assert creates unusable core dump on current stable Cygwin release
Sun Oct 13 18:14:00 GMT 2019
On 2019-10-13 10:27, Jon Turney wrote:
> On 10/10/2019 23:20, Brian Inglis wrote:
>> On 2019-10-10 14:57, Csaba Raduly wrote:
>>> On Thu, Oct 10, 2019 at 9:19 PM Jon TurneyÂ wrote:
>>>> (and I guess this patch is not acceptable as-is, as it looks like it
>>>> would break x86)
>>> That was my reaction too.
>> Obviously there would have to be some arch dependent conditional changes, but I
> You could do that.Â Then at least we'd have something to test.Â It might even
> 'just work'.
>> was hoping that someone with a clue about libbfd, could provide some hints as to
>> where else to look for more info on what other changes might be required, or
>> confirmation that this is object oriented enough to mainly just work with some
>> additional tweaks.
> I don't think the person who has an in-depth knowledge of bfd and is interested
> in this issue exists.
> FWIW, as I wrote previously, the difficulties I would anticipate would be in the
> direction of size differences in the thread status information etc., rather than
> using bfd to write the memory image.
>> I also found out, and found a mailing list post that confirmed, that gdb gcore
>> also does not work to generate a core image on Windows, as that was my next
>> place to look.
> Again, there's no such thing as a "Windows core file" (*)
> There's this special thing that Cygwin's dumper writes which is an ELF container
> for the process memory image, with NT_WIN32PSTATUS ELF notes which contain Win32
> API thread status structures.
> (*) well, there are Windows minidumps, and it would perhaps be conceptually
> simpler if this was implemented using those, but getting gdb to read those would
> be a major project.
>> So it looks like gdb gcore for x86 could be implemented by adding the dumper
> Yes.Â I'm not sure that adds a huge amount of value, though, as we already have
> a working dumper for x86.
Yes, but we don't have that yet in GDB, although GDB understands both x86 and
x86_64 in memory exe formats, so if we added gcore to x86 GDB, we should be able
to adapt that for x86_64, then apply analogous x86_64 dumper changes based on
the gcore changes, as presumably they are all based around libbfd.
>> The question is where to ask or look to figure out what Windows x86_64 needs
>> over what Windows x86 needs, and add that to both gdb gcore and dumper, as gdb
>> seems to handle debugging and debuginfo fine.
> You can ask here, or on the cygwin-developers list, or on IRC.
> But if you're just asking questions, with no intention of actually doing the
> work, that would just be a waste of everyone's time. :)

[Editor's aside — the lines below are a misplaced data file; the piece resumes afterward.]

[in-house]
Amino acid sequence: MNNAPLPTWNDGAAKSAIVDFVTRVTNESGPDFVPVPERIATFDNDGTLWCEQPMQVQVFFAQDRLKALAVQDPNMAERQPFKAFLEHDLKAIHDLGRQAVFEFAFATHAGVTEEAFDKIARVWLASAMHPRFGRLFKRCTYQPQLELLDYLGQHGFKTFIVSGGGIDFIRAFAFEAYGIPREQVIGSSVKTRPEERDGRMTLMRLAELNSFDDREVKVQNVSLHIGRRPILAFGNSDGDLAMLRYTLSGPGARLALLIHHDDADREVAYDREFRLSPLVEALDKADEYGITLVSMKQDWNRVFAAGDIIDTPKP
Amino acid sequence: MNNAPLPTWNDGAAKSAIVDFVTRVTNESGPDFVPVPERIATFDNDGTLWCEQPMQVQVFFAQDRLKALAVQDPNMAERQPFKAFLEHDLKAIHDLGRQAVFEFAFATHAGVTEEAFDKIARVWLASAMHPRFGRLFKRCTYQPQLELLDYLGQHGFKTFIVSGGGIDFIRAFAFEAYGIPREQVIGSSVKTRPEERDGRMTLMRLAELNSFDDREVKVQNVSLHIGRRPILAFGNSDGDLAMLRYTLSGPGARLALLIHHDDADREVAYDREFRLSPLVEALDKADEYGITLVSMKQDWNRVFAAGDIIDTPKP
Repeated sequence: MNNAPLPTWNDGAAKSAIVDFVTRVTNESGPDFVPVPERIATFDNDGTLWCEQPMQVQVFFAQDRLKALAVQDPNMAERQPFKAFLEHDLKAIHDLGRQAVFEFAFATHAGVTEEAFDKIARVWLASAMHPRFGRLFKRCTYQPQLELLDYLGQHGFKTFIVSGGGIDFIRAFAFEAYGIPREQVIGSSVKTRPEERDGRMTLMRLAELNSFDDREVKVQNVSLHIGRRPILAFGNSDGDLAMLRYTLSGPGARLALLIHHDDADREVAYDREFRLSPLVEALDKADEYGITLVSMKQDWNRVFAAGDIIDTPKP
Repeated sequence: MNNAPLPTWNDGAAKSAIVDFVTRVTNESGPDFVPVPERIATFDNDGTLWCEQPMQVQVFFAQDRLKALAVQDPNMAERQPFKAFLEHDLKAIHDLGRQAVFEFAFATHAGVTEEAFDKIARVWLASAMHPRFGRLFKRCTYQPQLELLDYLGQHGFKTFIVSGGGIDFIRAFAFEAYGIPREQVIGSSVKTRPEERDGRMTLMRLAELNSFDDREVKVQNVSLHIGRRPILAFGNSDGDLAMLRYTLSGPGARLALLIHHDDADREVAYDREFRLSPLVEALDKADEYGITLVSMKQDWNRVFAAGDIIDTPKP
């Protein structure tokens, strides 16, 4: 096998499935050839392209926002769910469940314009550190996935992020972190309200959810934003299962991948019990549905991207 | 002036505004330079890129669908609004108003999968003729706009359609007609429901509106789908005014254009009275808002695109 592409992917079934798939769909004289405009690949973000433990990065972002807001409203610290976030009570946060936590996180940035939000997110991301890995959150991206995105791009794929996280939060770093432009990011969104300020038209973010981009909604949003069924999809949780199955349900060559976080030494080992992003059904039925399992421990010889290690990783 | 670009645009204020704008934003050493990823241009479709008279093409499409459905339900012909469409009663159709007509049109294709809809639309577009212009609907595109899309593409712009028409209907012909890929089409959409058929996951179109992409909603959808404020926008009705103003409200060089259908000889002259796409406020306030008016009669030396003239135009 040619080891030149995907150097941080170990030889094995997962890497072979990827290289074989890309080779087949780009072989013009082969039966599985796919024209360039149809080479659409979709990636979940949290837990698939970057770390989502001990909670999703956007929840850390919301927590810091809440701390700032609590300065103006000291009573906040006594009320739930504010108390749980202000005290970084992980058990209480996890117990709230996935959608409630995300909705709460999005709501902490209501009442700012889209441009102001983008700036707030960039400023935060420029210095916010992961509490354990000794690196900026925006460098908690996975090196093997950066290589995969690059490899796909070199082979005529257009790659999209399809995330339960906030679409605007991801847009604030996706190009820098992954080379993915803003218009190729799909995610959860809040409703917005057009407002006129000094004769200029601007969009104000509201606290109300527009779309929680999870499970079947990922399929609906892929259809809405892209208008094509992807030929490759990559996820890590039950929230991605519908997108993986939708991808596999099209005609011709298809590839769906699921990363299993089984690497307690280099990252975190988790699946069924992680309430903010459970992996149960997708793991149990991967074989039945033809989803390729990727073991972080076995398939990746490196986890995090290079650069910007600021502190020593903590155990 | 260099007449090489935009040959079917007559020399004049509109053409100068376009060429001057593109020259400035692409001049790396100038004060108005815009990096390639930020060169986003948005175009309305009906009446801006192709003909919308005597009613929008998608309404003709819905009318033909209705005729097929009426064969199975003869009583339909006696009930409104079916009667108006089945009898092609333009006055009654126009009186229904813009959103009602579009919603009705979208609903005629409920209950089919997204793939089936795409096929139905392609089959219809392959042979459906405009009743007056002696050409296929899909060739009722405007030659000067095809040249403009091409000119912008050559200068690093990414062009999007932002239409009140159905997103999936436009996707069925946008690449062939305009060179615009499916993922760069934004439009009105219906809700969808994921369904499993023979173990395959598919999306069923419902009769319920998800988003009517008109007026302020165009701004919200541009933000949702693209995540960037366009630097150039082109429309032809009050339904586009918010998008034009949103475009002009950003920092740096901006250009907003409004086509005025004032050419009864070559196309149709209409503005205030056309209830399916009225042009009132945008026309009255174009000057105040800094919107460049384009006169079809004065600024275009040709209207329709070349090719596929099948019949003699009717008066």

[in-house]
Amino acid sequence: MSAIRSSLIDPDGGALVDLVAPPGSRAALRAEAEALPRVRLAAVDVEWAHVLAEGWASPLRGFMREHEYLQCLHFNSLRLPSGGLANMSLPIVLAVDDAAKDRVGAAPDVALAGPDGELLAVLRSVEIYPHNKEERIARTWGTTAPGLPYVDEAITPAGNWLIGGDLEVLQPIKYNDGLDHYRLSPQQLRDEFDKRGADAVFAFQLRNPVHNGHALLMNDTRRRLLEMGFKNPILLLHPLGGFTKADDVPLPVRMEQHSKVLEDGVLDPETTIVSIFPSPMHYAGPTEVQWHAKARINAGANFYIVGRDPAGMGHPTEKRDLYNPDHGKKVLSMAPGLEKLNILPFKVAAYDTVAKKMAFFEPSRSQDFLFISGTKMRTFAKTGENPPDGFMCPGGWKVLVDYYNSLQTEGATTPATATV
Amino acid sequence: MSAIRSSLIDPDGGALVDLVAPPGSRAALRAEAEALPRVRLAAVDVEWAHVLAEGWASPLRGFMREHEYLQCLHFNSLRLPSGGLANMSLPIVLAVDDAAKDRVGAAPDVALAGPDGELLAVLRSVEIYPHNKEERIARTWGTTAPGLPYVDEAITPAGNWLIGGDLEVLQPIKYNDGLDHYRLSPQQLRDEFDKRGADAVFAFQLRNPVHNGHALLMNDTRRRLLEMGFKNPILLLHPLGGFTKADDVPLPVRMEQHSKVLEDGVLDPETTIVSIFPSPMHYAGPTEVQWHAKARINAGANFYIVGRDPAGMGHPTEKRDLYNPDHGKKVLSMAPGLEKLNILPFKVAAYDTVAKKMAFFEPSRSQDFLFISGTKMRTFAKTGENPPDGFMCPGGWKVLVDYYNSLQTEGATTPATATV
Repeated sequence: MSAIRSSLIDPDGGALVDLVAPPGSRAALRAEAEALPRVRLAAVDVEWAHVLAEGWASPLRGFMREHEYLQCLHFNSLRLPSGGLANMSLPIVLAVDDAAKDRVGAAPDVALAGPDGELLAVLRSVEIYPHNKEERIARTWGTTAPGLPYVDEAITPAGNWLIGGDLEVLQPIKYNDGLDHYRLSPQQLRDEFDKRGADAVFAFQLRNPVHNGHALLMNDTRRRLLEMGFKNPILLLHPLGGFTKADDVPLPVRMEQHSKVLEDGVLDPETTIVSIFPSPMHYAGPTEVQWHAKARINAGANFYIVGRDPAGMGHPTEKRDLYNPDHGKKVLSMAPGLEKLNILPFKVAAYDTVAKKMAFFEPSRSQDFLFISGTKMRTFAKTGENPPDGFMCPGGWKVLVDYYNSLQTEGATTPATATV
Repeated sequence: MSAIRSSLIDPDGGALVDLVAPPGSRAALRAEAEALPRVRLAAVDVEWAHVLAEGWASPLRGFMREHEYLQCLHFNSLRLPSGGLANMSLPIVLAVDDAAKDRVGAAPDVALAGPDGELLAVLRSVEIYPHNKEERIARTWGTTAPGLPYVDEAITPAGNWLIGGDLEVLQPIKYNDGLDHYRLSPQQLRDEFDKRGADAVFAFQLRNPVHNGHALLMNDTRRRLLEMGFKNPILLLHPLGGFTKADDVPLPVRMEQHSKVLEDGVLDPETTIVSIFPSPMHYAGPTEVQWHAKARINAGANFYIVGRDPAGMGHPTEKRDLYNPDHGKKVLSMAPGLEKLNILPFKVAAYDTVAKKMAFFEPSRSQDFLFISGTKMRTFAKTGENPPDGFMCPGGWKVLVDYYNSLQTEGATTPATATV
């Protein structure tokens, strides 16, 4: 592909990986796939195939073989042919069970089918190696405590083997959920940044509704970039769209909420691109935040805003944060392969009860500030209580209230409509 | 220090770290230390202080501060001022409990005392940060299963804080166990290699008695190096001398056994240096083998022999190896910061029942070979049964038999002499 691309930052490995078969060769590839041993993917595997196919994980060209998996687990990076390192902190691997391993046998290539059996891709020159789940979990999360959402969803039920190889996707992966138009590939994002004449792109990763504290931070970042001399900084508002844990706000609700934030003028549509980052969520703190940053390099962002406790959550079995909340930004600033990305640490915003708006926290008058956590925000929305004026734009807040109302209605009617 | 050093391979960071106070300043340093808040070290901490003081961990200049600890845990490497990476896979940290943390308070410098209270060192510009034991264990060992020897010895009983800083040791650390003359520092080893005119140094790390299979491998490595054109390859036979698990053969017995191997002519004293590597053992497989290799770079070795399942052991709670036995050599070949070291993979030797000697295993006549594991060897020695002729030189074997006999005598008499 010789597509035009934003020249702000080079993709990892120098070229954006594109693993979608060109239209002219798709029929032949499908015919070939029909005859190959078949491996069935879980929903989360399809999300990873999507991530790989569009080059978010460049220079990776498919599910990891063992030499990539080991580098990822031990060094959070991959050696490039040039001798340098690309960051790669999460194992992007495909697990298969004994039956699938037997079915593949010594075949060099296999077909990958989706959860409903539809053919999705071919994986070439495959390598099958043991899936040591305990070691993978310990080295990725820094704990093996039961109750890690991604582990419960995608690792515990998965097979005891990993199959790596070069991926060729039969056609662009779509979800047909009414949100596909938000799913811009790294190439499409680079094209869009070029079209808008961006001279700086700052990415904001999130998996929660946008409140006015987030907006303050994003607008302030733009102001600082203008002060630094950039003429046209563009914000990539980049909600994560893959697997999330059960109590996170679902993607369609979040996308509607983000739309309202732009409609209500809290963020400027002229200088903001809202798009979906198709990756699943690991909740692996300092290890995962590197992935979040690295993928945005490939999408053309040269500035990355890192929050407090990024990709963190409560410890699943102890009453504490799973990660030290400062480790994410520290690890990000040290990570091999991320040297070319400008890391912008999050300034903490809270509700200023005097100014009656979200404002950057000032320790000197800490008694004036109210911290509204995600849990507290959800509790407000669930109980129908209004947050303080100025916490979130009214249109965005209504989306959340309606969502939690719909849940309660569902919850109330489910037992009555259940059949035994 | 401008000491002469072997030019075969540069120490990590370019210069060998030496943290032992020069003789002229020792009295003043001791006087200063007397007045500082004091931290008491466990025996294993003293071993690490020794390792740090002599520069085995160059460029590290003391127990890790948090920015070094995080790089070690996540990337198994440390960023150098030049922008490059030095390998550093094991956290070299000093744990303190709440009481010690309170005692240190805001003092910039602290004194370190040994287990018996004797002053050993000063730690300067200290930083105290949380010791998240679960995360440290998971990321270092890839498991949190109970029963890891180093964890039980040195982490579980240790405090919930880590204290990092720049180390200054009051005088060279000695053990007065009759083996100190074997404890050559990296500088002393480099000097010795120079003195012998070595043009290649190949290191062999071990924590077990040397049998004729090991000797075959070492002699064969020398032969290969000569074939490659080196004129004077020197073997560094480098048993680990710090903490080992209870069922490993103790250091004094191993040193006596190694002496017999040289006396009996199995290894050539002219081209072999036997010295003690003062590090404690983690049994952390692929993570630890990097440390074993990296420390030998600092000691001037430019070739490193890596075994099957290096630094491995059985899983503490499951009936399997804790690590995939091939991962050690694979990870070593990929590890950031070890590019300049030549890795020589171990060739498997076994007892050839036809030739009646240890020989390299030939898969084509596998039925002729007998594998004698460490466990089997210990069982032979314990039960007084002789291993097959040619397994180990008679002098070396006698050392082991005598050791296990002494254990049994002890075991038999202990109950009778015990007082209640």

We're in a catch-22, as we need enough info to think the work can be completed
successfully with a reasonable amount of effort and time.
I've wasted time before doing bunches of R never getting to D! ;^>
My concerns are around hearing that Win64 exes are a totally different format in
a PE wrapper; on the other hand, Cygwin GDB can load, run, debug them okay, so
libbfd must work somewhat compatibly, but if it was easy, it would have been
done, so we need some basis for how to do it and how long it will take.
> I'd suggest you start by looking at elfcore_grok_win32pstatus() in libbfd, and
> comparing that with the ELF notes that dumper.cc writes, also specifically
> looking for assumptions about sizes which might be different for x86 and x86_64.
> Next you'd want to look at i386-cygwin-tdep.c in gdb, and how that handles the
> '.reg' and '.module' pseudo-sections that are created by that when reading the
> core dump.
Thanks, will look at GDB, binutils, libbfd, dumper, and arch source differences
late next week, as I have some commitments.
Any idea why libbfd is not a separate package under Cygwin, like other distros,
but presumably part of both binutils and gdb?
>> If this could be derived from say, Cygwin ld libbfd calls, or the diffs between
>> x86 and x86_64 ld.bfd calls, or nm, objcopy, objdump etc. diffs, I could look at
>> doing that.
>> I'm not sure I'd want to have to understand in detail how Windows puts its exes
>> together to get started.
> I don't think any knowledge of PE/COFF executables is needed to do this work
> (since, again, the "core dump" uses a ELF container).
But presumably that PE/COFF in-memory executable format has to be picked apart,
and that has already been done to allow GDB to work with it, then written into
that ELF container, and that part has not been done yet, so should be less than
trivial or blindingly obvious.
Take care. Thanks, Brian Inglis, Calgary, Alberta, Canada
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